Corey asks Deane about his ideal web design, and Deane talks about how CSS ruined the web. (He’s kidding, mostly.)
Then, Sam Otis, lead designer at Blend Interactive and designer of The Web Project Guide, joins us to talk about his history in design — from Flash to responsive web design, what young designers need to know about the web, and what he wishes clients would stop doing.
The Web Project Guide podcast is sponsored by Blend Interactive, a web strategy, design, and development firm dedicated to guiding teams through complicated web and content problems, from content strategy and design to CMS implementation and support.
Show Notes and Further Discussion:
- Sam Otis (@sam_otis)
- Instagram — @verysamish
- “Responsive Web Design” — Eathan Marcotte, A List Apart
Hello. This is the Web Project Guide podcast, and this is episode 13, Develop the Graphic and Interface Design. I'm Corey Vilhauer, Director of Strategy at Blend Interactive and co-author of the Web Project Guide. Our guest today is Sam Otis, lead designer and front end developer at Blend Interactive and the designer and illustrator of the Web Project Guide. But first, I'm joined by the other Web Project Guide co-author, Deane Barker, senior director of content management research at Optimizely. Hi, Deane.
Design is your favorite topic, isn't it?
No, design [inaudible 00:00:39].
Tell me. I know what the answer is, but remind me what you used to tell me. The perfect design would be.
Black text, white background, 12 point times New Roman with bright blue underlined hyperlinks. I maintain CSS ruined the web.
Every time. I think it's wonderful whenever you, we talk through that. The funny thing is you're not completely wrong.
I'm not completely wrong and here's why I know that I'm not completely wrong because CSS didn't ruin the web. CSS is great and everything, the design is good. Good design is good, but the fact is there's a hell of a lot of bad design out there. There's design I call, and forgive me in advance and may my late mother never hear this, but I have a theory I called masturbatory web design. And masturbatory web design is when a designer makes something that makes them happy and only them happy. They design something solely for their own pleasure. The design is, shall we say, masturbatory, and you see that way too often. A good designer doesn't design for themselves, they design for the information and for the interaction and for the purpose. But that sadly few and far between, especially among new designers.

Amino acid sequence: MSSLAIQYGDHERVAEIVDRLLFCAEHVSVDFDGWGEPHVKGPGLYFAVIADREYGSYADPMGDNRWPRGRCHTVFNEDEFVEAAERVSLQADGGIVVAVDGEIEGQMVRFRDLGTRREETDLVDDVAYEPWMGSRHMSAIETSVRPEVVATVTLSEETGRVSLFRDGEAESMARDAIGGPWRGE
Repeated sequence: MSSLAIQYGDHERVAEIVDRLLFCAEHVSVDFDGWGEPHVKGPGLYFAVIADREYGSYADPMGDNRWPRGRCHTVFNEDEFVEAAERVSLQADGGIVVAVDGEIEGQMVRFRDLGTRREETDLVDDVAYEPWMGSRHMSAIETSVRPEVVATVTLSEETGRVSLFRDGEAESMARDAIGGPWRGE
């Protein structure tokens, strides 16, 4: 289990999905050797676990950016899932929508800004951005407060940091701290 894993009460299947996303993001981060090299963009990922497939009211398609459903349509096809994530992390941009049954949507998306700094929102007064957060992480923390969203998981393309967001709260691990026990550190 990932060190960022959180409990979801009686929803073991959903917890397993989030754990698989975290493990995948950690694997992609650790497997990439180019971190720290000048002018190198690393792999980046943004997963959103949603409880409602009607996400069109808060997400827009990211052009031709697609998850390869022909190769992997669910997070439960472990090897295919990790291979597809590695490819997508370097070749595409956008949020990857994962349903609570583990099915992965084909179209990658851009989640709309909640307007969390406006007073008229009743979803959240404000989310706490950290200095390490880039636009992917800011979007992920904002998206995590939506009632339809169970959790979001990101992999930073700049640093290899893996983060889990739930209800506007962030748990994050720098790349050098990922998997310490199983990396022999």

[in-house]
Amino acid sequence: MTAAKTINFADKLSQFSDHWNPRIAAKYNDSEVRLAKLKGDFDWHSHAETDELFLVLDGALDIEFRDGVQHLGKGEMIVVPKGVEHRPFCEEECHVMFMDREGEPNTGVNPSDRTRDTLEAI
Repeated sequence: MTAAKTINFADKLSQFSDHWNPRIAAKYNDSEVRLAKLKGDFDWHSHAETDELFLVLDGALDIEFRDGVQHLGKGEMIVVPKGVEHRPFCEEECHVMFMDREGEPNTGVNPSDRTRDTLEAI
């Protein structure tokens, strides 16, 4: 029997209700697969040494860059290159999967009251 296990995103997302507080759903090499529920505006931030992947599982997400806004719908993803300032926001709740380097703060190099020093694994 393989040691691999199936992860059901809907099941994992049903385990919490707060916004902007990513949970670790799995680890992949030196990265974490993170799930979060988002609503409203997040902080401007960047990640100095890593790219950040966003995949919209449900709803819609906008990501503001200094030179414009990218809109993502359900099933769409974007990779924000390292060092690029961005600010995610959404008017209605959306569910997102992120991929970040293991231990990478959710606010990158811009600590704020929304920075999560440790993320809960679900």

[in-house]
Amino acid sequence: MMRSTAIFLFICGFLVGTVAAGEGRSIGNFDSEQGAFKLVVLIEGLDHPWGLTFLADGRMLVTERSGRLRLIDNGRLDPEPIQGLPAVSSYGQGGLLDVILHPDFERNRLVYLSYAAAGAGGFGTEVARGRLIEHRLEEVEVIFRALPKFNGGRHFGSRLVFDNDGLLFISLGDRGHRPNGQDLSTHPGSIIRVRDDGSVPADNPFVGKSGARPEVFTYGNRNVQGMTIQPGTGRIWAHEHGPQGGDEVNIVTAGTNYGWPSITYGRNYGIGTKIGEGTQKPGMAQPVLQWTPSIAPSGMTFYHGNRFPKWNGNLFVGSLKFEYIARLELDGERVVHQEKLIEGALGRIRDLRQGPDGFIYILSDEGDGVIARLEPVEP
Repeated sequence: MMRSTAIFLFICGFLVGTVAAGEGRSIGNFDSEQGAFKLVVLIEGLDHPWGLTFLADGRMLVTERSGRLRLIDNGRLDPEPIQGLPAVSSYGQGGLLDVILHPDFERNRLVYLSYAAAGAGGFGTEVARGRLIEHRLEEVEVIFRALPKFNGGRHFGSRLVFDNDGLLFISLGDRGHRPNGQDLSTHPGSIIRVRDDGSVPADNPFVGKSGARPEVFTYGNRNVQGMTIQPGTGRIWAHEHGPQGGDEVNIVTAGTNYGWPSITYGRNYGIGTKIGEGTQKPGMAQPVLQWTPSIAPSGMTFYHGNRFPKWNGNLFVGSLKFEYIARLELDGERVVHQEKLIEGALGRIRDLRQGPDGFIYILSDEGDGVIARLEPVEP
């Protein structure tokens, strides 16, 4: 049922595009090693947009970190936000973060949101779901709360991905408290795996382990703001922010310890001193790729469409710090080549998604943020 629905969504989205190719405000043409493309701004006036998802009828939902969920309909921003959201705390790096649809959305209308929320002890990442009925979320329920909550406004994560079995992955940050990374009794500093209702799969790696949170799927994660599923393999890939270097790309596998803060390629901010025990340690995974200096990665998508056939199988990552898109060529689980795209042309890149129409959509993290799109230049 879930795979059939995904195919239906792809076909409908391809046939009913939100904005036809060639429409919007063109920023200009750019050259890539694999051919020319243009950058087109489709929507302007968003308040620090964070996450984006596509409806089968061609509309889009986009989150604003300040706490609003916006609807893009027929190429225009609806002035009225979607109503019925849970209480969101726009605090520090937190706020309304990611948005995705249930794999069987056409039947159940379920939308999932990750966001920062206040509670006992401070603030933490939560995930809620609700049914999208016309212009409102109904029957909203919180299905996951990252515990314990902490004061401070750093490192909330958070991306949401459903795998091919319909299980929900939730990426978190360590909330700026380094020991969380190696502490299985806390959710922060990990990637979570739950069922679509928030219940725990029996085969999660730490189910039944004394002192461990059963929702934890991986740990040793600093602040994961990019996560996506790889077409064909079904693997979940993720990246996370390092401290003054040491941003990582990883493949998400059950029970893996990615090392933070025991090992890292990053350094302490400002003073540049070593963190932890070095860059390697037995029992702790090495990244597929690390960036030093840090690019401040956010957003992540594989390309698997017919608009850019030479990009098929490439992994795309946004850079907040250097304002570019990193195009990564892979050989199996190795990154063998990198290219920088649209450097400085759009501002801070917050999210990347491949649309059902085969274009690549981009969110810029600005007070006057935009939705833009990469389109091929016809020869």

I just skimmed through Mike Monterro's Design as a Job. It was either that one or it was his other one. You're my favorite client, one of those two. I just looked through it yesterday. And this is funny because there is a note in there, and he feels very strongly about this. He feels very strongly about a lot of things, but specifically on this idea of design requiring essentially a set of goals and requiring a solution. And this idea of masturbatory design is not actually designed at all. It's just drawing. It's just creating a file, but it's not designed because it doesn't actually solve an issue. It makes sense that that's the type of thing where you look at and be like, "This doesn't seem right." And it's because it's not actually design. It's not solving any actual problems, it's just being done for its own sake.
If I could expound stupidly on philosophy, which really have made a career doing. The point of a designer is twofold. Number one, to make something usable at the same time while invoking an emotion. We talk about making something pretty, making something look good. Really it's not what they're doing. They're sort of like time shifted psychologists, right? What they're trying to do is they're trying to evoke an emotion in you. And it may just be an emotion like, "This is beautiful. I'm very receptive to the information." Or it may be very specific, You may want to evoke anger or you may want to evoke tranquility or something like that. And so what a designer really has to do and the needle that they have to thread there is making the information accessible or the task accessible or the interaction accessible. Well, at the same time, kind of psychologically manipulating you to feel the emotion that the owner of the information, the owner of the web property wants you to feel.